R – (W)rite: Now write down the answer to your questions and any other important points that you feel are worth studying and remembering. Try not to just copy – put things in your own words. It is easier to remember something that is in our words than something that is in someone else’s. There is no need to write complete sentences. Use points as much as possible. One of the major goals of creating these notes is to condense the information as much as possible.
R – Review: Once you have pulled out the main ideas from the text and written them down, you no longer need the textbook. Spend your time reviewing the notes that you have made. It is much easier to work with a condensed version of the information. Review your notes regularly so that you will not have to re-learn everything by the time the midterm and exam come along.
Reading Speed and Comprehension
It is important that you engage in a reading technique that is appropriate for the task at hand. How fast or slow you need to read a text will depend on what that text is being used for. The way you read a novel or a newspaper will be different from the way you read a textbook in which are you required to know the information thoroughly. For comprehension and retention, a slow, careful pace might be time-consuming but it is necessary. It is better to spend on hour on five pages and understand the material, then spend an hour on fifty pages and remember nothing. It is important to gauge beforehand how well you need to know the information; there is no need to spend hours memorizing every detail of a chapter when all that is needed is a general understanding of its concepts.
To make efficient use of your time it is important to plan your reading sessions for times when your energy and concentration are high (reading early in the morning, late in the evening, and anytime of the day on your bed can make you sleepy and easily distracted).
Working with Difficult Textbooks
Strategies to improve your comprehension of difficult textbooks:
- Know the subject's terminology. Take time to review and learn the definitions of the special terms which are important in the discipline and/or textbook. You may need to consult a specialty dictionary in the reference section of the Library, as a regular dictionary often doesn't provide more than a basic definition.
- Know the basics. If a course or text seems "above your head" it's possible that you lack the basic understanding that is required to understand the material. If you're struggling, talk to your instructor to ensure that you have the necessary prerequisites and prior knowledge expected for the course. To increase your knowledge, you may wish to check the library for an introductory book on the subject.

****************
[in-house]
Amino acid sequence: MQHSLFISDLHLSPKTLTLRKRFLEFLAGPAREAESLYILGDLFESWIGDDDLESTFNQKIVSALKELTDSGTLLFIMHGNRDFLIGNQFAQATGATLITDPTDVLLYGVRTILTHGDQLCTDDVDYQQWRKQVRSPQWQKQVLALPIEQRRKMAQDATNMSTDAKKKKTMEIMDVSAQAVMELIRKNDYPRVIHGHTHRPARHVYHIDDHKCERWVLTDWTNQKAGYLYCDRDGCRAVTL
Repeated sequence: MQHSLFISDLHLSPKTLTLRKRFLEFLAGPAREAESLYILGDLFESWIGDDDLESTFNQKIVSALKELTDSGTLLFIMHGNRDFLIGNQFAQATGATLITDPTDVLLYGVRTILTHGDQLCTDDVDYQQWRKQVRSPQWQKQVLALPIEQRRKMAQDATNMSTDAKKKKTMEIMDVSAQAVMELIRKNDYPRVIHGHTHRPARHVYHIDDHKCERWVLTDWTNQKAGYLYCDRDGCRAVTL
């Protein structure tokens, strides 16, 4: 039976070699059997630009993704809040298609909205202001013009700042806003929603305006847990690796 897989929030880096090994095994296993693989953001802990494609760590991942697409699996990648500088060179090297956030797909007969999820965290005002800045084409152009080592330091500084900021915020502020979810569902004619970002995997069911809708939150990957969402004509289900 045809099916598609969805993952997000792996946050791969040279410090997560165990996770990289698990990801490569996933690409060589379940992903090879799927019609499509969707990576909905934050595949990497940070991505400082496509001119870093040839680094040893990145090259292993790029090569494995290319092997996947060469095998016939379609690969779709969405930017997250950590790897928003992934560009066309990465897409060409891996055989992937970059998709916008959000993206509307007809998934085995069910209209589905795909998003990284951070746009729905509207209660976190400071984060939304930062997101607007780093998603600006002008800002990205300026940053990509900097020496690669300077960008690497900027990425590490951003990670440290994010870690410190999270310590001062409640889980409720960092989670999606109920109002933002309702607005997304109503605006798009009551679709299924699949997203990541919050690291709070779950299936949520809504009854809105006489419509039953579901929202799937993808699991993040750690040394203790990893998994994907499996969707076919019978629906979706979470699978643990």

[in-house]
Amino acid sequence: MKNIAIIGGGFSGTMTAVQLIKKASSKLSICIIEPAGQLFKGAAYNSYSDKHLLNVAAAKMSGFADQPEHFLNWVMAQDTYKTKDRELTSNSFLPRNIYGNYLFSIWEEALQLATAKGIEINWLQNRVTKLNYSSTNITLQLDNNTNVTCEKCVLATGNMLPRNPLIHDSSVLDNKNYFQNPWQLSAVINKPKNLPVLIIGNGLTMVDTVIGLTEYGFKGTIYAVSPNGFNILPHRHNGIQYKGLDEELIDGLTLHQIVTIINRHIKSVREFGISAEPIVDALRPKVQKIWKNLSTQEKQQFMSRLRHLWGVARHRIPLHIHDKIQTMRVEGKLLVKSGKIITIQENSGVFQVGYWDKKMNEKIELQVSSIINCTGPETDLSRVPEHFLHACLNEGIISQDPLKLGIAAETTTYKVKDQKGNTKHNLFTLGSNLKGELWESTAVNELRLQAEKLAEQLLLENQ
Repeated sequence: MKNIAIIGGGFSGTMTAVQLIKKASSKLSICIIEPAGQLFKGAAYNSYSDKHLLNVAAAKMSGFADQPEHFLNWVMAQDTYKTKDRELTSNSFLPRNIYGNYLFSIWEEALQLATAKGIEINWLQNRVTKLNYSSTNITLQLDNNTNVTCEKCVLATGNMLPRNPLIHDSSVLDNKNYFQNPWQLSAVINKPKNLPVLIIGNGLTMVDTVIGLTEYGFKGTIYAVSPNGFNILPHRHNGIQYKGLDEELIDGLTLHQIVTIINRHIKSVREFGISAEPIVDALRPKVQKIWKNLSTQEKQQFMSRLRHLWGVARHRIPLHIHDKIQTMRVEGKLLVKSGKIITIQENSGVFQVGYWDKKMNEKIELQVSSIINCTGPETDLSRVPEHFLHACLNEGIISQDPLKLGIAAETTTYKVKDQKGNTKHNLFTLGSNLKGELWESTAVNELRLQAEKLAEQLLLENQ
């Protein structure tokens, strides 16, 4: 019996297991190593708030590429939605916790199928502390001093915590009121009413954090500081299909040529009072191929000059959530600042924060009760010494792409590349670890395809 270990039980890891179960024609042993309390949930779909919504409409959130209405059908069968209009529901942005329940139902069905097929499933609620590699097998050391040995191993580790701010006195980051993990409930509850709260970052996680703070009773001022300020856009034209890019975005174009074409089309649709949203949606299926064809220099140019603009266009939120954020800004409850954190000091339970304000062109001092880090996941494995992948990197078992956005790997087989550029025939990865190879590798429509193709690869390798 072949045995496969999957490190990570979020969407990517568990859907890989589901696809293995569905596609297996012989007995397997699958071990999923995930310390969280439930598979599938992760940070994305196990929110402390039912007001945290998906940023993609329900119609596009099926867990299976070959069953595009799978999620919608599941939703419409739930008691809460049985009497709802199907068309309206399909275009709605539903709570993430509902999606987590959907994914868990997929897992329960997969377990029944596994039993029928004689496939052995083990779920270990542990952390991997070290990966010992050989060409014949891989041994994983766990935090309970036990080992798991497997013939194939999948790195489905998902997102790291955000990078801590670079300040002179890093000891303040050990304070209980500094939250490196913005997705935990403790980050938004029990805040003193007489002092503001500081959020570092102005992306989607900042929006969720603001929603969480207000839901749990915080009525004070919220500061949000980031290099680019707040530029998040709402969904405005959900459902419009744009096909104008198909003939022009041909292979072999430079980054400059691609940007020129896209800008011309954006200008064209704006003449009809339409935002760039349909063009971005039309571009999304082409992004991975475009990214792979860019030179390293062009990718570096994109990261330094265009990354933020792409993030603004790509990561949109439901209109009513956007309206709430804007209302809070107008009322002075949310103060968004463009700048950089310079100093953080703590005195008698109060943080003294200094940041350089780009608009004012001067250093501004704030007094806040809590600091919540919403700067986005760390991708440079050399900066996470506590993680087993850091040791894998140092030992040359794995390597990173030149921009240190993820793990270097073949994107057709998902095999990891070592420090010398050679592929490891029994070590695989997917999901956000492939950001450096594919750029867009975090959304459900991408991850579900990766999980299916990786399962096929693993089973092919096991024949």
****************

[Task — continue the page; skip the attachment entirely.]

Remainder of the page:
- Reading out loud. For some people, reading out loud helps to improve their comprehension of difficult material. If this works for you, reading out loud with a classmate while taking turns analyzing, explaining, and summarizing the text can also help you to improve your comprehension-- another person's perspective can help to clarify a concept.
- Trying multiple texts. It is possible that the text you are reading is poorly written, or the author's style is difficult for you. Although you can't abandon the required text, to make an incomprehensible text more accessible, it may be helpful to find another text on the subject to help you clarify and understand the concepts.
Putting Together Text and Lecture Notes:
In classes where it is important that material from the text and lecture are learned together, integrating your notes is an important study strategy. Mapping and diagramming are ways of putting text and lecture material together. At the end of a lecture or chapter, draw a diagram or chart that summarizes how the lecture and text material fit together. By re-organizing and integrating information from lectures and textbooks, you'll improve your retention of material by seeing it in a different format.
(Adapted from Effective Reading: Algoma University College, Student Support Services and Textbook Reading School Book: University of British Columbia).